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Kosan-ji was built as a training ground for the Huayan school by the monk, Myoe at Kyoto’s Togano. The artistic Sekisui-in building is a national treasure that existed from the Kamakura period. Togano is well-known for the nation’s oldest tea garden. Kosan-ji also houses Japan’s oldest work of manga, Chogu-jinbutsu-giga.

17. Shinsen-do [Sakyo]

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Shinsen-do was built by Ishikawa Jozan, who served Tokugawa Ieyasu, as a mountain retreat during his retirement. It is believed that Jozan spent his time reading, writing poetry and gardening in this sanctuary. You’ll find shishi-odoshis (traditional Japanese garden devices to scare away birds) in the garden and all year round, you will get to enjoy different garden landscapes like azaleas in the beginning of summer and red maple leaves in autumn.

18. Kinkaku-ji [Kita]


This Buddhist temple was built by Ashikaga Yoshimitsu, the 3rd Muromachi Shogun, on Mount Kita. The official name is actually Rokuon-ji. The pavilion is called [Kinkaku] because it is truly covered in pure gold leaves and due to the brilliance, many tourists flock to see this majestic building. On a clear day, the pavilion’s reflection on the Kyoko Pond is simply breathtaking. There is also a tea house called Sekkai-tei located on a small hill.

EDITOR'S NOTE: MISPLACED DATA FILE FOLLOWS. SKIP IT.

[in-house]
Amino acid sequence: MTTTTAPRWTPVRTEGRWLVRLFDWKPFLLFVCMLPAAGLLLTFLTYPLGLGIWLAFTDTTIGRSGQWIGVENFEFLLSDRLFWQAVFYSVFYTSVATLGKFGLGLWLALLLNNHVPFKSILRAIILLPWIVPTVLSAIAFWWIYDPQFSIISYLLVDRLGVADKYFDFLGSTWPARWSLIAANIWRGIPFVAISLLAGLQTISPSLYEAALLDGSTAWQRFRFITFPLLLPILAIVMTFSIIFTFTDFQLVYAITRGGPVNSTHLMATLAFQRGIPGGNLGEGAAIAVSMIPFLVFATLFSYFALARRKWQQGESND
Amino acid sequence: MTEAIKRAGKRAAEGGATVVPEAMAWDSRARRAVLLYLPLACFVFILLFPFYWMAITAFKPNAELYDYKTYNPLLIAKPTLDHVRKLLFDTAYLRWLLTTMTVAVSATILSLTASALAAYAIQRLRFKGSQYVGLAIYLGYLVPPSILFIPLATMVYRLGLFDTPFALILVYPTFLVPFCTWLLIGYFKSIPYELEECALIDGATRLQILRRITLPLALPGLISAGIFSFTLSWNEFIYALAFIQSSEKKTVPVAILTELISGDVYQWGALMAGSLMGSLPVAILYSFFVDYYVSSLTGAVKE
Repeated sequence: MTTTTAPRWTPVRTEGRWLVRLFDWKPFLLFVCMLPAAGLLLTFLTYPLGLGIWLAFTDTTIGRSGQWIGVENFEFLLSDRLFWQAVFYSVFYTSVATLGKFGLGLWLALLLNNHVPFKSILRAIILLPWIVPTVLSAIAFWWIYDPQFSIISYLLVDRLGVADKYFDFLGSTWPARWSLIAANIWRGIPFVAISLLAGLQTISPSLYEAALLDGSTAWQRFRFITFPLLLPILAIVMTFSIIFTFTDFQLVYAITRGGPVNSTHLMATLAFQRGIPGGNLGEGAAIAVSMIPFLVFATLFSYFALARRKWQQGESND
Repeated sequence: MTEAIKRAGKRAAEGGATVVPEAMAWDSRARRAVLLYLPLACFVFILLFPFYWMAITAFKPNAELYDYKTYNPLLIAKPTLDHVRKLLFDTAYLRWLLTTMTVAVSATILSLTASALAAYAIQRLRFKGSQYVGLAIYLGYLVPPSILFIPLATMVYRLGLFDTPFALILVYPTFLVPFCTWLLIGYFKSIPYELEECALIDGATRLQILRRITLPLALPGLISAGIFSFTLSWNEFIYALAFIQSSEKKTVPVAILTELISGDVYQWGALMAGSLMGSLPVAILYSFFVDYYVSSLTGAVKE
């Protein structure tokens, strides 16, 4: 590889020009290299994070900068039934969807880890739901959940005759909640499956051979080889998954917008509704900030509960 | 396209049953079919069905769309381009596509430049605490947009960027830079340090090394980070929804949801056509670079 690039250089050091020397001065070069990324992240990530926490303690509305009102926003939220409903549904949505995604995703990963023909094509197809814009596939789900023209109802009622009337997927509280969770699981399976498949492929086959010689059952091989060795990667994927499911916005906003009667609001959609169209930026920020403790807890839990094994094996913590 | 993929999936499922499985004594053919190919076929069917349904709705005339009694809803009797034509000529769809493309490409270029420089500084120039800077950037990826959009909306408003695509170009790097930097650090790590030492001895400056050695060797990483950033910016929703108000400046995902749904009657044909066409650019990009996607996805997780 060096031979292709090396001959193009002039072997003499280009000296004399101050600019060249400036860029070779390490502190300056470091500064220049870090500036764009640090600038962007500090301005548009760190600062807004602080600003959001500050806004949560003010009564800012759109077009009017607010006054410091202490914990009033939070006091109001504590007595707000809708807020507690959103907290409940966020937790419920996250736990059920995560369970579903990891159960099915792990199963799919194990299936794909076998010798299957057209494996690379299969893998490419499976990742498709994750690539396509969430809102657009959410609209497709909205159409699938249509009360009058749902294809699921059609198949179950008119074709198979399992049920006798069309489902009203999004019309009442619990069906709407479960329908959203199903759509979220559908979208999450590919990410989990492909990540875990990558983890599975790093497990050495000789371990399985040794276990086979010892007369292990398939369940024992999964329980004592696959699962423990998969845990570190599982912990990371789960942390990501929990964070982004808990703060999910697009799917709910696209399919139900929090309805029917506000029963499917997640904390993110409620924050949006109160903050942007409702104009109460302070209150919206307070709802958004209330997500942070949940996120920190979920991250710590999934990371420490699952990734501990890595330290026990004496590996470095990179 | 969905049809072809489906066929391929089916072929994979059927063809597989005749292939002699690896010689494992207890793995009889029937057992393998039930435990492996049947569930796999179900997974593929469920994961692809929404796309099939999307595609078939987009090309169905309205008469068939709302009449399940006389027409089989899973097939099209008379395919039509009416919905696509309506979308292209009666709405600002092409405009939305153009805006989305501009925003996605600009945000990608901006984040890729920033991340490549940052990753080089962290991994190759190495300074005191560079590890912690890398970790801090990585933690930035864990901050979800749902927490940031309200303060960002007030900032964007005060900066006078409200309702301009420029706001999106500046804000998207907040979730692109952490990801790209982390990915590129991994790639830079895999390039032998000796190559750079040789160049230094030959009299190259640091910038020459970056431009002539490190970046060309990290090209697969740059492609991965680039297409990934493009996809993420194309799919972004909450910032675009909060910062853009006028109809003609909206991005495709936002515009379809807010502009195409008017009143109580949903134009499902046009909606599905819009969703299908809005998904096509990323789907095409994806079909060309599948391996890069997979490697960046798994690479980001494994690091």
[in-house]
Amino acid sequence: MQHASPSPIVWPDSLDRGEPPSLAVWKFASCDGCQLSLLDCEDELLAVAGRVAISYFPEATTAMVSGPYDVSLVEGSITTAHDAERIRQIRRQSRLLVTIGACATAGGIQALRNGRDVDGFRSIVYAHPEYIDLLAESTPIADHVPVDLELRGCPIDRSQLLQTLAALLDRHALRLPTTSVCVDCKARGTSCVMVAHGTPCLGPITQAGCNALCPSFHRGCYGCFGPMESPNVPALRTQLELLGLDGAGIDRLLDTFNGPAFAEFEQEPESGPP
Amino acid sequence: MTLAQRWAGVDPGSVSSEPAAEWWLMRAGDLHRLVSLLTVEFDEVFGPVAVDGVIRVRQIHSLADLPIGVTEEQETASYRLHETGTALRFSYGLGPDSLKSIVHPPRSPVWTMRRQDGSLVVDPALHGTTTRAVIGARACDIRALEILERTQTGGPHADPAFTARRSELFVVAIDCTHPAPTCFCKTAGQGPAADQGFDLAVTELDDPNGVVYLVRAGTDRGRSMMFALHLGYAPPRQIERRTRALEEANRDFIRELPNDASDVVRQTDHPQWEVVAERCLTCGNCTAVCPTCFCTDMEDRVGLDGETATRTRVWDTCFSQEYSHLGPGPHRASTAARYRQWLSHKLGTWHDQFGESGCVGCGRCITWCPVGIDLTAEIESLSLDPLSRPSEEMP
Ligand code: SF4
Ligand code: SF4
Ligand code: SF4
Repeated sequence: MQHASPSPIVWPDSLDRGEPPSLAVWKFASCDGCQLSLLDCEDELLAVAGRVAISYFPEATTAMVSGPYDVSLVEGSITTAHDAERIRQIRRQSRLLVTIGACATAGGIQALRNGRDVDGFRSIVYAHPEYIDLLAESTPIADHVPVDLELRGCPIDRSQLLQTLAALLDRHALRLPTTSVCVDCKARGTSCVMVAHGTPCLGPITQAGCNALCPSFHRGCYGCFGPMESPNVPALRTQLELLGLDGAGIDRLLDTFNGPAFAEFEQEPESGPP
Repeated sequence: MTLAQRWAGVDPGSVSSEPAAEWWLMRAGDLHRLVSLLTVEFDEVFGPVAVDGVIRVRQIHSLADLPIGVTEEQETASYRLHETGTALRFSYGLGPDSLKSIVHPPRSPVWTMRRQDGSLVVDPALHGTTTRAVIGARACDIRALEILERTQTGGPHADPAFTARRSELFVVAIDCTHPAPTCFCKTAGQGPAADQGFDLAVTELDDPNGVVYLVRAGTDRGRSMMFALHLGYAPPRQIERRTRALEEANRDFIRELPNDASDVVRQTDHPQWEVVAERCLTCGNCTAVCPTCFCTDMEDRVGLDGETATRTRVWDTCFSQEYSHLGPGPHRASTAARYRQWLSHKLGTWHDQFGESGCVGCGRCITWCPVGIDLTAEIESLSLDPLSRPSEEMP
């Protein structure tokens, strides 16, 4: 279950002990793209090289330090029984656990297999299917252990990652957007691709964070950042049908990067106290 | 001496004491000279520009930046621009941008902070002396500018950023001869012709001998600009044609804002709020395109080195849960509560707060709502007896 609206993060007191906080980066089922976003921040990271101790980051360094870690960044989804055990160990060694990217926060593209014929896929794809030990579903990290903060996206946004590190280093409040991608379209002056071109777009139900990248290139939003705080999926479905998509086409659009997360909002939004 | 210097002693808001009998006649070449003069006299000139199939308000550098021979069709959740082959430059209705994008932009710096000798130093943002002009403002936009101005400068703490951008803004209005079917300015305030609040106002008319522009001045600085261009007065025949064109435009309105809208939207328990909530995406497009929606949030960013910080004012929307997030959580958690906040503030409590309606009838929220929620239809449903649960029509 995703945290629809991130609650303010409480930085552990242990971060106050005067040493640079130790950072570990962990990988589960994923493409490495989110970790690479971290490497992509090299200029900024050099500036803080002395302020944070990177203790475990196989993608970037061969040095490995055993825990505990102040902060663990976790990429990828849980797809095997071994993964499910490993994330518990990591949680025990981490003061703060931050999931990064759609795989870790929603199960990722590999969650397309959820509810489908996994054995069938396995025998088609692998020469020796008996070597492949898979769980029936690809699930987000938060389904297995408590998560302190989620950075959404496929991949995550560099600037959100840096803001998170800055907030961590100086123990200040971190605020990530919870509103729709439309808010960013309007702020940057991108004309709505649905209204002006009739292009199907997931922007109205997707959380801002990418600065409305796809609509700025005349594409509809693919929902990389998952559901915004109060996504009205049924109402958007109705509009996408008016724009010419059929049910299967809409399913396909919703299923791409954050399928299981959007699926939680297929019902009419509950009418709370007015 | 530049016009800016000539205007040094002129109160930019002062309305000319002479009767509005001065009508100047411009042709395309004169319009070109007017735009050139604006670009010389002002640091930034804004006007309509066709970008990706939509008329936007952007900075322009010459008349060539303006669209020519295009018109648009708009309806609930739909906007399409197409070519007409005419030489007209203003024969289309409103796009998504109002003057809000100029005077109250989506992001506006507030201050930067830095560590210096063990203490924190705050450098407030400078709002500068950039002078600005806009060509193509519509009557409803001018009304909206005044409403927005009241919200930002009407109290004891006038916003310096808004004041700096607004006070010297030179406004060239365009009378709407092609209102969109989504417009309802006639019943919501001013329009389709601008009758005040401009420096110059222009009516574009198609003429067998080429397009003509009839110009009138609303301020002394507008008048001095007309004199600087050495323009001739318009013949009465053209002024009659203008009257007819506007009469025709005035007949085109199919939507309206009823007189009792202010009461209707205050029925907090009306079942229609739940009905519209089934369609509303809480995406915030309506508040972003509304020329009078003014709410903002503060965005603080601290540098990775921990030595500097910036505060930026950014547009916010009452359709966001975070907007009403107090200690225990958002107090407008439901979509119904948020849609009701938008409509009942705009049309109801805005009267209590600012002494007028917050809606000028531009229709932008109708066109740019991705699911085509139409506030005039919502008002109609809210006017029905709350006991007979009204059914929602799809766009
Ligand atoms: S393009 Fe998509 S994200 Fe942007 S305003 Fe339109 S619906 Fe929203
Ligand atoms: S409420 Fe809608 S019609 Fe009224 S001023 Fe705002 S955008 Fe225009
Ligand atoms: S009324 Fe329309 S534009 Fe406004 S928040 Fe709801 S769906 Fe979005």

19. Ninna-ji [Ukyo]


Ninna-ji was completed under the reign of Emperor Uda and in the beginning it served as a monastery. The national treasure, Kondo, which serves as the ceremonial hall was relocated from the palace to the grounds here. You will also find an important cultural treasure, the 5-story pagoda. There is also a hiking route that replicates the Shikoku Pilgrimage route. The compounds also house a unique type of sakura trees called Oomurozakura that are smaller in size but known for blooming the latest in Kyoto.

20. Ryoan-ji [Ukyo]

Hosokawa Katsumoto, a well known Shogun for the Onin War invited the monk, Giten Gensho to build this temple. The famous rock garden, Karensansui has 15 rocks and no matter how hard you try, you won’t be able to see all 15 rocks at once from whichever angle. This feature makes it a unique Zen garden that attracts crowds of visitors each year. There is a water basin in front of the tearoom, Zorokuan that is inscribed with words that teach us that [one already has all one needs].

Next: No.21-40 Further temples and shrines you must visit in Kyoto